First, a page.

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U.S Hopes For Success In Talks With Europeans On 'Fixing' Nuke Deal


SWITZERLAND -- U.S. Ambassador Robert Wood attends a media briefing on upcoming meeting on the Nuclear Non-Proliferation Treaty, at the United Nations Offices in Geneva, April 19, 2018
GENEVA, April 19 (Reuters)

The United States hopes to reach agreement with Britain, France and Germany to address President Donald Trump's concerns about the 2015 Iran nuclear deal, Washington's disarmament ambassador said on Thursday.

The crux of the accord between Iran and six major powers - Britain, China, France, Germany, Russia and the United States - was that Tehran would restrict its nuclear programme in return for relief from sanctions that have crippled its economy.

On Jan. 12, Trump delivered an ultimatum to Britain, France and Germany, saying they must agree to "fix the terrible flaws of the Iran nuclear deal" or he would refuse to extend the U.S. sanctions relief that it calls for.

U.S. sanctions will resume unless Trump issues new "waivers" to suspend them on May 12, although it is unclear how fast they would go into effect. Iran has ruled out renegotiating the deal.

U.S. disarmament ambassador Robert Wood said discussions with the three European powers were "intense" ahead of the May 12 deadline. He said Washington had concerns about a failure to address Iran's ballistic missile programe, 10-year "sunset" clauses for limits on its nuclear activity and Iran's general behavior in the Middle East.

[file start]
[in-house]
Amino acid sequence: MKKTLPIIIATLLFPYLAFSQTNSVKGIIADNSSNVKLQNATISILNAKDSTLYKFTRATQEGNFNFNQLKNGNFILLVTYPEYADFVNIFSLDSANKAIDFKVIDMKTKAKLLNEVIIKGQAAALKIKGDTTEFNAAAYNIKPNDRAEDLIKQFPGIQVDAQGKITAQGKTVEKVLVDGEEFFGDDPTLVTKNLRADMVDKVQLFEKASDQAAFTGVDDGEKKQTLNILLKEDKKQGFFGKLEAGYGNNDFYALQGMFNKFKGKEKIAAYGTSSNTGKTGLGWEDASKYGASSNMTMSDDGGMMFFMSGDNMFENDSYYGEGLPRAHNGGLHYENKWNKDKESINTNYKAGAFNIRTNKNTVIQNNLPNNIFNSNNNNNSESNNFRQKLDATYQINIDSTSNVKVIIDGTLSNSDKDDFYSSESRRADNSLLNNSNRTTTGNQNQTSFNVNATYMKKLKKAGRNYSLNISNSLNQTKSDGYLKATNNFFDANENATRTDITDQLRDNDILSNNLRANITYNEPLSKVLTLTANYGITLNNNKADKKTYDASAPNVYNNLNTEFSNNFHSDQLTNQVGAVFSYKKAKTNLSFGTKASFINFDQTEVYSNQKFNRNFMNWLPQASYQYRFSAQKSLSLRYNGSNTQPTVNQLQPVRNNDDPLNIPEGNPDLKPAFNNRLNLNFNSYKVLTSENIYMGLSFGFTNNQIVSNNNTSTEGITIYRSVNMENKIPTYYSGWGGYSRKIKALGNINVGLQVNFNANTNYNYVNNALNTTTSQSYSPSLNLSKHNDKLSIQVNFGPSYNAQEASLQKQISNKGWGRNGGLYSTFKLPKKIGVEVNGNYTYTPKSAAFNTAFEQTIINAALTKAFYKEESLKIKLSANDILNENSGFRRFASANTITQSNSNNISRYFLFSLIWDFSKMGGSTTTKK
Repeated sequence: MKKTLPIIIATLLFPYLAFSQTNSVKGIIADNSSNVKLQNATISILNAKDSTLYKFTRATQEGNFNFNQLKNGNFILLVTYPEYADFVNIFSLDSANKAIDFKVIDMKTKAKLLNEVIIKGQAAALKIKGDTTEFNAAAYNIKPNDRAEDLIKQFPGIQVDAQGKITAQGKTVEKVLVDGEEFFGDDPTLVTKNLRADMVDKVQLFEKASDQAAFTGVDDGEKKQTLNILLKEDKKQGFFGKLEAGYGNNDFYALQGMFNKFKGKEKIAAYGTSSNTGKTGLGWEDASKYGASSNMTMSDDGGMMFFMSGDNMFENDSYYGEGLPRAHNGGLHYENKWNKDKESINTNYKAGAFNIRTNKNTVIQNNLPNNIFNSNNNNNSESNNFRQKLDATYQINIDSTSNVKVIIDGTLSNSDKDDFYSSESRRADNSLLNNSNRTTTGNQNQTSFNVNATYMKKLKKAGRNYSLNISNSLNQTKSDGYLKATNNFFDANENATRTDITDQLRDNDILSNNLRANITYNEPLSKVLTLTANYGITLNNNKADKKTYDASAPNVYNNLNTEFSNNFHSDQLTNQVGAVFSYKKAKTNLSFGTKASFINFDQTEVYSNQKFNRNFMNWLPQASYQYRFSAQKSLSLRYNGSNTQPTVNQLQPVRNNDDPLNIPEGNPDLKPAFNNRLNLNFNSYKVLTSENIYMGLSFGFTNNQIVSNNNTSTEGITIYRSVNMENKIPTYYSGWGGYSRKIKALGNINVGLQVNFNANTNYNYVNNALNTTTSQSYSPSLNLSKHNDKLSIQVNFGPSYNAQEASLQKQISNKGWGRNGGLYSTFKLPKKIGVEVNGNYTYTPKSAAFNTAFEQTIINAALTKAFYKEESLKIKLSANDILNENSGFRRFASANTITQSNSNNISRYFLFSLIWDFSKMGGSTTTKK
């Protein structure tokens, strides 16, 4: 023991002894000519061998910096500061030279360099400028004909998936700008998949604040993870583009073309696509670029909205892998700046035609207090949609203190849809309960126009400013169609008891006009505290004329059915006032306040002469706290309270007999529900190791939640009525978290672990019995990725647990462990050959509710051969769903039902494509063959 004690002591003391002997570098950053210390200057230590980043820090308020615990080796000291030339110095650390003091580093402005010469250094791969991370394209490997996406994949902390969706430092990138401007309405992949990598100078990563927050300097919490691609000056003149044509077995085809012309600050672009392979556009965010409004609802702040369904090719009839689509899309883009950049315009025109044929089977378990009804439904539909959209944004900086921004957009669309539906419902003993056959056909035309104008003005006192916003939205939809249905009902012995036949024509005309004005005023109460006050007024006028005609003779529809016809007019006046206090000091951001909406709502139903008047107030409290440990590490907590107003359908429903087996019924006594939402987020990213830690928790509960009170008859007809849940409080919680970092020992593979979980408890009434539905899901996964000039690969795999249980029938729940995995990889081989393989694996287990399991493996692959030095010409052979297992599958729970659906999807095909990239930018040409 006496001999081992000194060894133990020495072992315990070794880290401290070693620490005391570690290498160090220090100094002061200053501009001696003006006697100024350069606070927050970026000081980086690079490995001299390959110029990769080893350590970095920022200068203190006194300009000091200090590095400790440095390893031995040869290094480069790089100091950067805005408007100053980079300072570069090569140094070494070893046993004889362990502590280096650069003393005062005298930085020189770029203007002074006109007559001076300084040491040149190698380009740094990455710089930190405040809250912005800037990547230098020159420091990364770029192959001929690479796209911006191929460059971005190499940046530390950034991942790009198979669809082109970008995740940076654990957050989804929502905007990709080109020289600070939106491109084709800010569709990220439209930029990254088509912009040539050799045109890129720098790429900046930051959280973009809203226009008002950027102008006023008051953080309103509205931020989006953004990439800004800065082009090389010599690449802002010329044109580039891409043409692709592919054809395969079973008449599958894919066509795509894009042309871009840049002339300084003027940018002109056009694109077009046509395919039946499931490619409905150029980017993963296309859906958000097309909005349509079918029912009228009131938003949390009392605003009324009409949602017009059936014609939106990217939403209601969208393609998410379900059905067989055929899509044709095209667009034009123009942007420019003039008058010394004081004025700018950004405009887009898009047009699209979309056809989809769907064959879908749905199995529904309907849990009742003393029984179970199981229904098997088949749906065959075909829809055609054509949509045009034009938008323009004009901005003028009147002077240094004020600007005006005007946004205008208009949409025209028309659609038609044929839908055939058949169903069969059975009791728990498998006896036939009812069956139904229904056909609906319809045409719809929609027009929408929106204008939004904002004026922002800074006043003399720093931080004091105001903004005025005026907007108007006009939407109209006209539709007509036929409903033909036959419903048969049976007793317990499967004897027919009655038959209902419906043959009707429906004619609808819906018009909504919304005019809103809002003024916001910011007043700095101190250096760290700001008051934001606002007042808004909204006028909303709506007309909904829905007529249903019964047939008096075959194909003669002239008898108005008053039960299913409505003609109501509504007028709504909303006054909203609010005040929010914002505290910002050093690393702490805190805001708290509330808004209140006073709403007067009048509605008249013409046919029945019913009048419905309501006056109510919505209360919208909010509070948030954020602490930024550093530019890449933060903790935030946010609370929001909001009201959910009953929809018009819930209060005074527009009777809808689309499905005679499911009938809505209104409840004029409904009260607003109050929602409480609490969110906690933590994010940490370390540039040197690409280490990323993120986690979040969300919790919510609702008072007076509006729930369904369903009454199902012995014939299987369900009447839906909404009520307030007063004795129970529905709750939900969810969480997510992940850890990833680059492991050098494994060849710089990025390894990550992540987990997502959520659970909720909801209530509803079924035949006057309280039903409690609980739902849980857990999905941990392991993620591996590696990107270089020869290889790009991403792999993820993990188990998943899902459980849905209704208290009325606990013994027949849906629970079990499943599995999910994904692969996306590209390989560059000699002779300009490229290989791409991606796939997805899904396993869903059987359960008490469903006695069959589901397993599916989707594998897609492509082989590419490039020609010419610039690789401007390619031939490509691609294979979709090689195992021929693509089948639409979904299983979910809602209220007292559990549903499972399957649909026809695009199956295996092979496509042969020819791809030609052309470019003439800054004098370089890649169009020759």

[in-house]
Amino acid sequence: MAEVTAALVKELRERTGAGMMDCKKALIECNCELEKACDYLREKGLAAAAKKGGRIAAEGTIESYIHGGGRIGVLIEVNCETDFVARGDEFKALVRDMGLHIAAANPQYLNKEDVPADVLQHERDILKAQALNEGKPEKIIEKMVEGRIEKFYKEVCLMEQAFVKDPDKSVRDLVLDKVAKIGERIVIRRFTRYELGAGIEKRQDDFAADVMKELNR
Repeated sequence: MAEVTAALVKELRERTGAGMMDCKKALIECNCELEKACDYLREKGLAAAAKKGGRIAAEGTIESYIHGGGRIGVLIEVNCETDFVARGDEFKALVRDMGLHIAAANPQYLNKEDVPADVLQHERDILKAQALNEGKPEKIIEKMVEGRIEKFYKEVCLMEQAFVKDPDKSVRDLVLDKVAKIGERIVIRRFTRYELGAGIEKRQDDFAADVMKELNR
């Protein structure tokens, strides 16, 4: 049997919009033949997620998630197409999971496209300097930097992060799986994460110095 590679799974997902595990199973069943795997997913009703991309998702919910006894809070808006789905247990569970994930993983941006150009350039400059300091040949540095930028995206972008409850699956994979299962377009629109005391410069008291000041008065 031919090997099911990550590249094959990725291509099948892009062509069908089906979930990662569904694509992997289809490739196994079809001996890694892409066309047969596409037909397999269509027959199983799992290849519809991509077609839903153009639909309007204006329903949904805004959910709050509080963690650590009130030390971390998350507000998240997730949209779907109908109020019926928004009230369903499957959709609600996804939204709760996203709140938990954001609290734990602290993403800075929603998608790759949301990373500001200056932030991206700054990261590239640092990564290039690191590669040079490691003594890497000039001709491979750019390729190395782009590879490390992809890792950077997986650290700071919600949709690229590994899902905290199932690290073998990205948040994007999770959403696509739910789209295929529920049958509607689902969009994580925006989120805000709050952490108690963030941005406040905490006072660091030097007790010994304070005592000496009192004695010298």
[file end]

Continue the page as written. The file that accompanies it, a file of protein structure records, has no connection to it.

United States Disarmament Ambassador, Robert Wood
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“These issues have to be dealt with. We are hopeful that an agreement can be reached that the president can feel comfortable with,” Wood told a news conference in Geneva,

The United States is also pushing for broader terms under which U.N. inspectors from the International Atomic Energy Agency can visit Iranian sites - whether they are declared to be for civilian nuclear activity or not.

"We want the IAEA to get access to all the sites they need to. The Iranians obfuscate and deny, say they'll offer access and then deny it. It's important for the IAEA to go anywhere it needs to, including military sites," Wood said.

Iran, which pledged under the 2015 deal not to seek nuclear arms, says its nuclear programme is only for peaceful purposes only and its ballistic missiles solely for defence.

It has said it will stick to the accord as long as the other parties do, but will "shred" the deal if Washington pulls out.

Diplomats say European Union governments are showing more support for the idea of new, non-nuclear-related sanctions on Iran proposed by Britain, France and Germany as a way of dissuading Trump from ditching the 2015 deal.

They said EU governments were under more pressure to protest against Iran's role in Syria's civil war following an April 7 suspected chemical weapons attack near Damascus which the West blames on Syrian President Bashar al-Assad.

(Reporting by Tom Miles; editing by Stephanie Nebehay and Mark Heinrich)

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